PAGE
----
December 04, 2013 /24-7PressRelease/ -- Your legal protections against creditor harassment---
Article provided by JLJ Law Group, PLLC
Visit us at http://www.jljlawgroup.com
Although economists in the media claim that the economy is recovering from the recession of 2008, many Americans remain unemployed. As a result, numerous people continue to fall behind on their bills. If you are in this situation, you may be receiving harassing calls from collection agencies regarding your overdue bills. You may think that since you owe the debt, you must endure this ordeal. However, the truth is, you have protections against this behavior, regardless of whether you file for bankruptcy.
The automatic stay
Filing for bankruptcy offers the most comprehensive protection against creditor harassment. Once you file for any type of bankruptcy, the protection of the automatic stay goes into effect and lasts for the entire length of the bankruptcy. During this time, creditors are prohibited by law from attempting to collect your debts. This means that they must cease calling you or contacting you in any way.
If a creditor, in spite of the automatic stay, attempts to contact you, it can be an expensive mistake. First, the creditor can face monetary sanctions for contempt of court, since a court order was disregarded. In addition, you may file a lawsuit against the offending creditor to recover any damages and attorneys' fees. If the creditor's conduct was outrageous or malicious, you may also recover expenses for emotional distress.
Once the bankruptcy has been completed, the automatic stay also terminates. However, most of your debt would have been discharged during the process. Since you are not legally obligated to repay discharged debts, creditors are forever prohibited from contacting you about them.
Protection outside of bankruptcy
Although bankruptcy provides the best protection against creditor harassment, some protection is available to those who choose not to file for bankruptcy. Under federal law, The Fair Debt Collections Practices Act (FDCPA), everyone is protected against misleading, abusive or unfair debt collection tactics. However, the protection of the FDCPA is limited, as the act only applies to household or personal debts and not business debts. In addition, unlike bankruptcy, the act does not prohibit your creditors from collecting the debt, but sets limits on the tactics the creditor may use in its collection.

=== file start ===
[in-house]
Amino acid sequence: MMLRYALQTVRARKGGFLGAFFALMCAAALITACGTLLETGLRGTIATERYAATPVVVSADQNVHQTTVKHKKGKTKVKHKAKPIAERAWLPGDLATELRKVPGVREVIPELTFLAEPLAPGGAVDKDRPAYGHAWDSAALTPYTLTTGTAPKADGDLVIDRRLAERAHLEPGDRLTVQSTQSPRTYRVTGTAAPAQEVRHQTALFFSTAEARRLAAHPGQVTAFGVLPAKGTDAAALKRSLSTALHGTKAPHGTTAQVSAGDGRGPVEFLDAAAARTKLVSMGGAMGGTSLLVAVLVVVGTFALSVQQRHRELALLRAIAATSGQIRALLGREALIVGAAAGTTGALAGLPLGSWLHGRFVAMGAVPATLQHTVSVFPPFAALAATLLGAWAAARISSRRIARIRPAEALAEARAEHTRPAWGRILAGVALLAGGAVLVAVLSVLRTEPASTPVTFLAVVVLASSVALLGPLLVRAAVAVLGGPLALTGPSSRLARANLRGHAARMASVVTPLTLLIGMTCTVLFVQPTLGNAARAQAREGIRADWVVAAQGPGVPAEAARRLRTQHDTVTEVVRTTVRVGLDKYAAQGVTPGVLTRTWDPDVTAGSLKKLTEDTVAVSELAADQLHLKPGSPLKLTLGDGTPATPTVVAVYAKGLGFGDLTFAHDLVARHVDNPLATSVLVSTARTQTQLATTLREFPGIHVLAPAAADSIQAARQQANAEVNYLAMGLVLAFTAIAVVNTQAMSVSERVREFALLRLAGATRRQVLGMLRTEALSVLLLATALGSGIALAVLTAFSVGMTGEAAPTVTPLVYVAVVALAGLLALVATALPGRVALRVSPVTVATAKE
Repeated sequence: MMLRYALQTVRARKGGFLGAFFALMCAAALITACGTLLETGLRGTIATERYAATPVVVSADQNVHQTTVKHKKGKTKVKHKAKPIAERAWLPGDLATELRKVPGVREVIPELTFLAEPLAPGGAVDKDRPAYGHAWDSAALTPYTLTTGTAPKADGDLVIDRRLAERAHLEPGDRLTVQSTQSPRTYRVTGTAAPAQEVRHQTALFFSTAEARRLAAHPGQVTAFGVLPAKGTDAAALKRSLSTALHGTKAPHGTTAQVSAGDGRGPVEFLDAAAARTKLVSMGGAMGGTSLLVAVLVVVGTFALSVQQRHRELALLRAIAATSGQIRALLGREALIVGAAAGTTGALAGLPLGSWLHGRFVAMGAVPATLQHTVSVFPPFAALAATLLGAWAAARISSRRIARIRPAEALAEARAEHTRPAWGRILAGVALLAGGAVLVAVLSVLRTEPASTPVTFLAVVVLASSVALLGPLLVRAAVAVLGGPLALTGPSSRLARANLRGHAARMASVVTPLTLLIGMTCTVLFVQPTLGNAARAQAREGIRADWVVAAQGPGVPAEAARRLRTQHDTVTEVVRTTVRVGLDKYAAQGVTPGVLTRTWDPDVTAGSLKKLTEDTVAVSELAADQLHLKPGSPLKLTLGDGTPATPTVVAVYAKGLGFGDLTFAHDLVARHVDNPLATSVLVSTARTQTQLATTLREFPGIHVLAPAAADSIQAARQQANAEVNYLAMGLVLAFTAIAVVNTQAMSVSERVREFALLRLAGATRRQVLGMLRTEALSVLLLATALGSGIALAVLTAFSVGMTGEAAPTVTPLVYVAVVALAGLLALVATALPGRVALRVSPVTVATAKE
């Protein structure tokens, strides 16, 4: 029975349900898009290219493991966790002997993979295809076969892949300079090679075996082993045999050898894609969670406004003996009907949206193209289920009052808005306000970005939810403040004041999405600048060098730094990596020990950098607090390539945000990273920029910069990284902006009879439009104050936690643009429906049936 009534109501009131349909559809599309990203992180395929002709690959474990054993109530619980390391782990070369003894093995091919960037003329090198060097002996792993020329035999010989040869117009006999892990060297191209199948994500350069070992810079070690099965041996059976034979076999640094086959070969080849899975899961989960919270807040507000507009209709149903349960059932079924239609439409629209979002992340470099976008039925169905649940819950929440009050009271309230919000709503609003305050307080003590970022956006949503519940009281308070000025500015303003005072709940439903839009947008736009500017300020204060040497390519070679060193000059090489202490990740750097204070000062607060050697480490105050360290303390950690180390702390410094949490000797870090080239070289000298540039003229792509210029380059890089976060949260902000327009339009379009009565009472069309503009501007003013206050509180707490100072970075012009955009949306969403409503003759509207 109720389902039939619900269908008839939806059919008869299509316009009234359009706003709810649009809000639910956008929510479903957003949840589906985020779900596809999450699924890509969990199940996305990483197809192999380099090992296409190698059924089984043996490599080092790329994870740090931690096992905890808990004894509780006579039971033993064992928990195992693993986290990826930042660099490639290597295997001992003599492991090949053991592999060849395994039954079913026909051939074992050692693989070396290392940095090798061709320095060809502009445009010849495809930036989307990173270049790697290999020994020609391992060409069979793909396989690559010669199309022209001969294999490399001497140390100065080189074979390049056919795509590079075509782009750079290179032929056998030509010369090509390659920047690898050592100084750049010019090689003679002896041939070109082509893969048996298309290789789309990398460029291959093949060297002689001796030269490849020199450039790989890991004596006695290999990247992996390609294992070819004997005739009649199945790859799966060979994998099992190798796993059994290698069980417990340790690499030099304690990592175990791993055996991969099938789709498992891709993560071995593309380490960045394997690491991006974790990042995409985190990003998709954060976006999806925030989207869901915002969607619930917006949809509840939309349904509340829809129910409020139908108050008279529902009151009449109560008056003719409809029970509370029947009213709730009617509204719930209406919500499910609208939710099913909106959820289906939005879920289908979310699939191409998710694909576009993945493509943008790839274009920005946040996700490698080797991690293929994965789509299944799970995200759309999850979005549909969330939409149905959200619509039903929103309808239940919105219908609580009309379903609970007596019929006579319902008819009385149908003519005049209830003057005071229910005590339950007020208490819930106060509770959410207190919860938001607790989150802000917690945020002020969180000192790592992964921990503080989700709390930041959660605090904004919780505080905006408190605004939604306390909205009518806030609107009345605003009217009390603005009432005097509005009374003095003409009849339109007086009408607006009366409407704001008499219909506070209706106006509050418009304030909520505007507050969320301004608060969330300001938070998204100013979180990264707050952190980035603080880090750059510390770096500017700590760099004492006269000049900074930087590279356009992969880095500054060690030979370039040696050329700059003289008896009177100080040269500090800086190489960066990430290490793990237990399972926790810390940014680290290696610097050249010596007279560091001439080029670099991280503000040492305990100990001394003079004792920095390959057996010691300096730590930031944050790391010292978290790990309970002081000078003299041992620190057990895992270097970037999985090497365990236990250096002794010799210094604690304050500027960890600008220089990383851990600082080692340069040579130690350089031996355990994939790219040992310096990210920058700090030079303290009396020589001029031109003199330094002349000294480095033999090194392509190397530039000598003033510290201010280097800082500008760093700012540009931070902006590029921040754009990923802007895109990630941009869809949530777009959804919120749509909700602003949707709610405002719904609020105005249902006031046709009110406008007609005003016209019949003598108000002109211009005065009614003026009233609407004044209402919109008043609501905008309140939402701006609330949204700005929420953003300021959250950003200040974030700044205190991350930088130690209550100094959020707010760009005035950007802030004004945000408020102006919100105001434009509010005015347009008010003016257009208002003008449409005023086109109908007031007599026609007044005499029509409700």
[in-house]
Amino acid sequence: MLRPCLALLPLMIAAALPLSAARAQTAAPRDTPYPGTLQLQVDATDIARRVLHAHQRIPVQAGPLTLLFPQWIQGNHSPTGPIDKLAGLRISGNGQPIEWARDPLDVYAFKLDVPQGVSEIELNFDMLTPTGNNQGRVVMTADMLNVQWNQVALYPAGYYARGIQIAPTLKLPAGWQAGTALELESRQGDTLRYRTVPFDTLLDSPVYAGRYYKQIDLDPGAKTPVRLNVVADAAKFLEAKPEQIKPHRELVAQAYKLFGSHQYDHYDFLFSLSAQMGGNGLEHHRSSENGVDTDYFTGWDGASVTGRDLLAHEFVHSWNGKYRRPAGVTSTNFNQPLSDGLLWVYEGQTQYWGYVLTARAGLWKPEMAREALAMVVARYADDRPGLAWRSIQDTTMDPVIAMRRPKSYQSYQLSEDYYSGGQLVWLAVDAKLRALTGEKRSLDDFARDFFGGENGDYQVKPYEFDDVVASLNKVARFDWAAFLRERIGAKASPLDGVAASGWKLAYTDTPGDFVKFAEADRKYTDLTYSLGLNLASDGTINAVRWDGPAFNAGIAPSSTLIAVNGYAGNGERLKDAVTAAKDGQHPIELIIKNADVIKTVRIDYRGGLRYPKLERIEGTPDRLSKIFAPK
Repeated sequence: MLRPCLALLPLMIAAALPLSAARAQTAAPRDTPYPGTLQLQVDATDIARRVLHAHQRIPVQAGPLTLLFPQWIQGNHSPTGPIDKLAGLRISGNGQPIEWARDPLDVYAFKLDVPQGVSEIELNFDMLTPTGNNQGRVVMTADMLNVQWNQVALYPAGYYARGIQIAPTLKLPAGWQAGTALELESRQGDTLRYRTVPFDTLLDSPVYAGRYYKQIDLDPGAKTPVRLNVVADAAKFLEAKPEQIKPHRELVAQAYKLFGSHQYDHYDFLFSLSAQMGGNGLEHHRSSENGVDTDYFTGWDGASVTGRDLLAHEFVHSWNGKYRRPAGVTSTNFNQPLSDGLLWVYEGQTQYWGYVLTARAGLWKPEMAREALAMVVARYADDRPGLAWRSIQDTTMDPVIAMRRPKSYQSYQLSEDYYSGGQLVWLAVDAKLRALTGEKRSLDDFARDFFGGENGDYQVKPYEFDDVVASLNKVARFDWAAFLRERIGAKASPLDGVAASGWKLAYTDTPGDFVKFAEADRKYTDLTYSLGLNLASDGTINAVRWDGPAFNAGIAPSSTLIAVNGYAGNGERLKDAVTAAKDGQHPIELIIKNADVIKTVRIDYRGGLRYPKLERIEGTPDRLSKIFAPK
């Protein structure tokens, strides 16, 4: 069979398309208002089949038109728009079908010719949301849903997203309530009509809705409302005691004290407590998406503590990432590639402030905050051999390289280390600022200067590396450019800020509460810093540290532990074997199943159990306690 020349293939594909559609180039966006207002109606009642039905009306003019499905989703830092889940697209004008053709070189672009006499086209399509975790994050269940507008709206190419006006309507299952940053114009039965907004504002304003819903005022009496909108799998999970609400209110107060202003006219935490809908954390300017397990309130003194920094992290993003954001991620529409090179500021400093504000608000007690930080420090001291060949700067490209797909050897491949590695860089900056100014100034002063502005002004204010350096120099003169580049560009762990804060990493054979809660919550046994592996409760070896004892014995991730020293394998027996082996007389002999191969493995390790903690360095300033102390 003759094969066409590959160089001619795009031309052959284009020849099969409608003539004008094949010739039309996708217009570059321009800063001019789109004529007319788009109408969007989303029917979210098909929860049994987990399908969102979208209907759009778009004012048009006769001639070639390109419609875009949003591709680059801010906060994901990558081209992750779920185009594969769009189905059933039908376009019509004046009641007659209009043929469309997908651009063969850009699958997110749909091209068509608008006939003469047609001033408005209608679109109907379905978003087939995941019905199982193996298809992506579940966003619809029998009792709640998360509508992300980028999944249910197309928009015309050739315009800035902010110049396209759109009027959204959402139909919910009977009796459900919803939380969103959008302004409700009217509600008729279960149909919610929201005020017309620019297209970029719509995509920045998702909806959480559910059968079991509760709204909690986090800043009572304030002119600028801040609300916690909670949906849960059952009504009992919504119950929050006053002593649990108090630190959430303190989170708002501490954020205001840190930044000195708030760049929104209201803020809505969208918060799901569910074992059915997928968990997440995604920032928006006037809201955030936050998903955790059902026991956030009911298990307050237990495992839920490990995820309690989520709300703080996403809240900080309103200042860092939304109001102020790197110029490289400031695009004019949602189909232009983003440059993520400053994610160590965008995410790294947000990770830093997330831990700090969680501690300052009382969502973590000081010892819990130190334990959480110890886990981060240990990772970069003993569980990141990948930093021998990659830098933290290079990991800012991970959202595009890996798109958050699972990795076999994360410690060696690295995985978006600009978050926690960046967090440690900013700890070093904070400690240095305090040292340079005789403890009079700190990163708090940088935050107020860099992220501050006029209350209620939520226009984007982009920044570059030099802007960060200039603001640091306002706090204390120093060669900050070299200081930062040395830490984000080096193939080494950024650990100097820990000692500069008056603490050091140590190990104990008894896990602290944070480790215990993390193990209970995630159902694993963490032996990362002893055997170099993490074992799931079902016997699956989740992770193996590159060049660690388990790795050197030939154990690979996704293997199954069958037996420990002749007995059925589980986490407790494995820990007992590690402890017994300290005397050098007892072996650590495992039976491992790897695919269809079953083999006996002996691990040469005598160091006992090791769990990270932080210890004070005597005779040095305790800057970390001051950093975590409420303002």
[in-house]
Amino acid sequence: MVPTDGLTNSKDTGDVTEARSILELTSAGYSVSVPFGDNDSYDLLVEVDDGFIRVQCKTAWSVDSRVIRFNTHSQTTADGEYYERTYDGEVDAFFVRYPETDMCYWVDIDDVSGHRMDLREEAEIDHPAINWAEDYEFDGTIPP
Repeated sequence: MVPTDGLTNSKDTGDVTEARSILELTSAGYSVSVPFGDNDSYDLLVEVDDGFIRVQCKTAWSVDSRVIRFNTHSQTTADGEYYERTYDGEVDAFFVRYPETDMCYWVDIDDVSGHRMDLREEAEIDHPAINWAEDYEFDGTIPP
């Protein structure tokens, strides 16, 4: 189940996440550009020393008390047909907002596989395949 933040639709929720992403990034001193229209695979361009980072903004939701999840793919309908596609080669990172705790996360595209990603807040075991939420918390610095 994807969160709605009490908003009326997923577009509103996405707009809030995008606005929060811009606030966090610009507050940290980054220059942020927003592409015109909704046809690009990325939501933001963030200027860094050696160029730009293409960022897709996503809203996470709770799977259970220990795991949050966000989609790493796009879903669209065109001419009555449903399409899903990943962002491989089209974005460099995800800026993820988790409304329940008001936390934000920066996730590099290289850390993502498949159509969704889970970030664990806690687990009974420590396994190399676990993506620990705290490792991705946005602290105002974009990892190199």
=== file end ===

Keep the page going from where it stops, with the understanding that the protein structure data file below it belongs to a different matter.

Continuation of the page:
Under the act, debt collectors are prohibited from using a litany of tactics to collect a debt such as:
-Using vulgar language
-Calling you before 8 a.m. or after 9 p.m.
-Threatening garnishment of your wages or bank account, seizure of your property or a lawsuit if there is no intention to do so
-Contacting you directly, if you are represented by an attorney
For creditors that cross the line, the FDCPA empowers you to file a lawsuit and recover up to $1,000 per violation in addition to any actual damages that you suffered. In addition, you can recover court costs and attorneys' fees.
Consult an attorney
If you are behind on your debts, it is helpful to review your financial situation with an experienced bankruptcy attorney. An attorney can advise you on the best way to alleviate your situation and ensure your right to be free from creditor harassment is protected.
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